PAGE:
Is there a decent N00B guide to fuses, boot loaders / low level stuff somewhere?

I've been working with Arduinos for at least 5 years now, and I started working with an attiny85 for a new project a couple of weeks ago and as I was reading the release notes for the core on Github just now, I realized that I still really don't understand a lot of what goes on under the hood in these chips.

Fuses - what are they? How do you manipulate them and why would you?

Bootloaders - I just know that they run first before anything else when power is first applied to a MC

... that's literally all I know about them ...

What kind of code comprises a bootloader, how large they are, what is the extent of their capabilities, how they get put on the chip ... when to use them, when not to use them, would there ever be an advantage to modifying one ... the questions are endless and I can't seem to find answers that are written in simple enough terms that someone like me can comprehend. The various sources of info on these topics also seem to assume that their reader has a certain knowledge level that apparently I don't have.

It's like reading datasheets sometimes ... Sure I can read English .... doesn't mean I get it ... like I should be able to go to a datasheet say if I want to learn how to put a particular MC into sleep mode ... then after reviewing the datasheet, I should know EXACTLY what to do in my code to use that feature.... but sadly, that's not the case.

So I can only say that ... I kinda know what I don't know but ... more so ... I don't think I fully know what I don't know ... and so that's why I'm asking if there are any tutorials out there that deal with these subjects starting from the ground up that were written with the assumption that their audience knows very little about these things and so it takes the time to spell everything out including all things that are connected to these topics that would be helpful to know when trying to wrap ones head around the whole thing...

I hope that made sense ... sorry for rambling ...

And THANK YOU!

Mike

Maybe you will hate an answer. I think, the best way to understand specific chip like ATtiny85 is to read the datasheet.
However, after 5 years working with Arduino, you cannot be a complete lama.
I do not know about this type of the guide you are looking for, but there is lots of on the internet.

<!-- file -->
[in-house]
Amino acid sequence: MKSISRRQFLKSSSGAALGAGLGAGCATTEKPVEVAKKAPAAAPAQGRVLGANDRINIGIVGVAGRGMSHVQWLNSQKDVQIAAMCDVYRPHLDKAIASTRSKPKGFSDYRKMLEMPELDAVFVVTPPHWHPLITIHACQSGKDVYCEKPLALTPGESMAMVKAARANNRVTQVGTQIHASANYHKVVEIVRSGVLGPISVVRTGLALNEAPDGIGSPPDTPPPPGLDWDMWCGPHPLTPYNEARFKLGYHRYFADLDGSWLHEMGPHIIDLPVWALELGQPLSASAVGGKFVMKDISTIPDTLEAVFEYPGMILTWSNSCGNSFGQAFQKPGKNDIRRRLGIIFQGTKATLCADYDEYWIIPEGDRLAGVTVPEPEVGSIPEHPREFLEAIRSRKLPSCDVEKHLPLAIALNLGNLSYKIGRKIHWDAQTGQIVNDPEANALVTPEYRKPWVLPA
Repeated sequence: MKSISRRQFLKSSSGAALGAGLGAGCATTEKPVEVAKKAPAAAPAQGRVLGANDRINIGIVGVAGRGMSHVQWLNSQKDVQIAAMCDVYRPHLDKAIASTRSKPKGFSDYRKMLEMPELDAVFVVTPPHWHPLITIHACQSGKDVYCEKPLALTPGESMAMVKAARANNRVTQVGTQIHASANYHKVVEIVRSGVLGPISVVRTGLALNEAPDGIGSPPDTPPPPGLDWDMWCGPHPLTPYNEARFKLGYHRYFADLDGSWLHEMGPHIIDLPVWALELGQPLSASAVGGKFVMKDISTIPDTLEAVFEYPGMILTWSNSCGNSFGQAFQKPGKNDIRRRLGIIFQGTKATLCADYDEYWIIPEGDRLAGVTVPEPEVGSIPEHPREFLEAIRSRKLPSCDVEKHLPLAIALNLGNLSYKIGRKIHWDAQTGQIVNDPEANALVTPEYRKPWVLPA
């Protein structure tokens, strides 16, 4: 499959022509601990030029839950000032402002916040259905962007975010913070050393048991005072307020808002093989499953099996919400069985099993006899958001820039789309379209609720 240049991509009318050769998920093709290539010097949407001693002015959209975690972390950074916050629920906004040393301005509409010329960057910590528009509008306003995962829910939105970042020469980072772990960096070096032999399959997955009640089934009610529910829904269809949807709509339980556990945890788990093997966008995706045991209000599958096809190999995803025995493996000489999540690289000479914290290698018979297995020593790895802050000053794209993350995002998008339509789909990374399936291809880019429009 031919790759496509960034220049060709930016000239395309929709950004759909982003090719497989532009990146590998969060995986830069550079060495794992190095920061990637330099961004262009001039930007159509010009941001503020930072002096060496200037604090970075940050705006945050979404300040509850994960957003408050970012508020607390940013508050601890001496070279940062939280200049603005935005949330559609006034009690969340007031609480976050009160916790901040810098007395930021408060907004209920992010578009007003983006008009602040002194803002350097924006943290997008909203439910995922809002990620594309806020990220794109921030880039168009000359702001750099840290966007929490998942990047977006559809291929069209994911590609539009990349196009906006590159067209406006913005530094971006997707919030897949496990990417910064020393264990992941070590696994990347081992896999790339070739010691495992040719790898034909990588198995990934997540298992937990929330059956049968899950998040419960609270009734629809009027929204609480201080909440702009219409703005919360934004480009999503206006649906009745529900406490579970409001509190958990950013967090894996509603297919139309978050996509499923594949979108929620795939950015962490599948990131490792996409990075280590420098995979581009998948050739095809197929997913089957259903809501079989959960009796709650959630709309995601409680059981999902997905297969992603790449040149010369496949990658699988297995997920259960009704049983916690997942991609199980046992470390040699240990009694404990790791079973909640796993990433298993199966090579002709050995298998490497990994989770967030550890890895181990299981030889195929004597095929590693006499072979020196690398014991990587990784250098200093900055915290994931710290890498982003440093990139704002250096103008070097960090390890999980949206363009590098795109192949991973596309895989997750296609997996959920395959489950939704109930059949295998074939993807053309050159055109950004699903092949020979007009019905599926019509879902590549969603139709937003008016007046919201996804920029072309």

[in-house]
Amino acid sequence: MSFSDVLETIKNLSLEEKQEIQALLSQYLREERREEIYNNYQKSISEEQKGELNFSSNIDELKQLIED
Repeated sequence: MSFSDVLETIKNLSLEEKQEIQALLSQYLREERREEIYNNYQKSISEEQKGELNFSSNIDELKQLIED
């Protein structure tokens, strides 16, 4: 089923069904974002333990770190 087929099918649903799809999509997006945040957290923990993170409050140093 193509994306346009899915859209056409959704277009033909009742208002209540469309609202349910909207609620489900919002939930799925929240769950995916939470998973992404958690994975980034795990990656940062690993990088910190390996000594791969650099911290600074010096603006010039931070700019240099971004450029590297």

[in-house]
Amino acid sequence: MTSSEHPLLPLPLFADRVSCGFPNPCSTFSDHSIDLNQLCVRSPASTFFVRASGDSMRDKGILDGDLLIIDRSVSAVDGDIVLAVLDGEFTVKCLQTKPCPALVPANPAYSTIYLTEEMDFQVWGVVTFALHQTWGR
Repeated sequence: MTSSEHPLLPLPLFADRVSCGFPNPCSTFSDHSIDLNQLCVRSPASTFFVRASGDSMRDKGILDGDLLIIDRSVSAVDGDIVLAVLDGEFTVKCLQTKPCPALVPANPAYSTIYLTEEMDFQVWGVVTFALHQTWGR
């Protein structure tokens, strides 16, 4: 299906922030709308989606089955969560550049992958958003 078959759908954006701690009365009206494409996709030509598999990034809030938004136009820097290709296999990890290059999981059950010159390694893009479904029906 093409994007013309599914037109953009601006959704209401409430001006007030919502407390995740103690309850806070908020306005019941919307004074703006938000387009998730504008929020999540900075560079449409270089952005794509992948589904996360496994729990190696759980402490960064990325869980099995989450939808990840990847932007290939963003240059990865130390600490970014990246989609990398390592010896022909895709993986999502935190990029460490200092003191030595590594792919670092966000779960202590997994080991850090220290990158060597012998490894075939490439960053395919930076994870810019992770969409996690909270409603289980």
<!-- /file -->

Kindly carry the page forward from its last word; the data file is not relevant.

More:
Sure I can read English .... doesn't mean I get it ...

If you have problem to understand it in English, just take a time (I have no such impression BTW). If you have any difficulties to understand the technicalities, just ask here or try more advanced AVR forum.

Anyway, this is not so easy. It takes an effort and time.

What kind of code comprises a bootloader...

It is just normal program. Its purpose is to upload the main program into the flash memory via the serial line which is considered as HW minimal, fast and the easiest way.

...how large they are...

How large you can afford to. Smaller is better since you have more room for the main program.

...what is the extent of their capabilities...

It depends on demands.

...how they get put on the chip...

The programmer, another piece of HW, is needed. Any AVR is programmable with ISP by default. I think, the USBasp is the top - cheap and easy to use.

... when to use them, when not to use them...

The bootloader allows you to upload your program via serial line. Arduino uses USB since there is a transceiver, usually.
Just plug it and you go. Very comfortable for frequent uploads so it is very feasible for the development.
The disadvantage is that that bootloader is needed and it takes a part of flash memory which could miss for the program.

...would there ever be an advantage to modifying one...

Hard to say. What do you need? In the Arduino world "the golden standard" is the optiboot bootloader used for ATmega
chips like 328P in the UNO, Nano... Works perfectly and fits to the smaller possible boot region on the ATmega328P, which is 512B.

I found this very useful in describing the sketch loading process(es) and beyond. It is very well written. Don't be put off because the author has issued this as an instructable: Overview the Arduino Sketch Uploading Process and ISP : 10 Steps - Instructables

Usually, a bootloader is just a convenience. However, in some very special applications (with AVR microcontollers) the bootloader can be used to allow a running sketch to modify flash memory which, normally, is prohibited.

...would there ever be an advantage to modifying one...

Hard to say. What do you need? In the Arduino world "the golden standard" is the optiboot bootloader

I'll point out that while Optiboot has had some substantial development over the last decade, the version that Arduino uses on the Uno and etc is still the "Version 4.4" issued in 2011. (the project is up to version 8.1, but most of the changes have been things like "add new chip", "make building with custom options easier", "make sure it compiles with the new version of gcc", "implement obscure feature only useful to a small percentage of potential users.")
So ... the advantages of modifying the bootloader are ... pretty small, in general.

Fuses: A lousy choice of names for what are erasable, user programable configuration bits for the processor.

Do you want your processor to have supply voltage brown-out protection? That’s a fuse setting.
Do you want to use the processors internal r/c clock instead of a crystal? That’s a fuse setting.

Making sense?

Here’s more detail: Fuse bits aren’t that scary | Embedder's life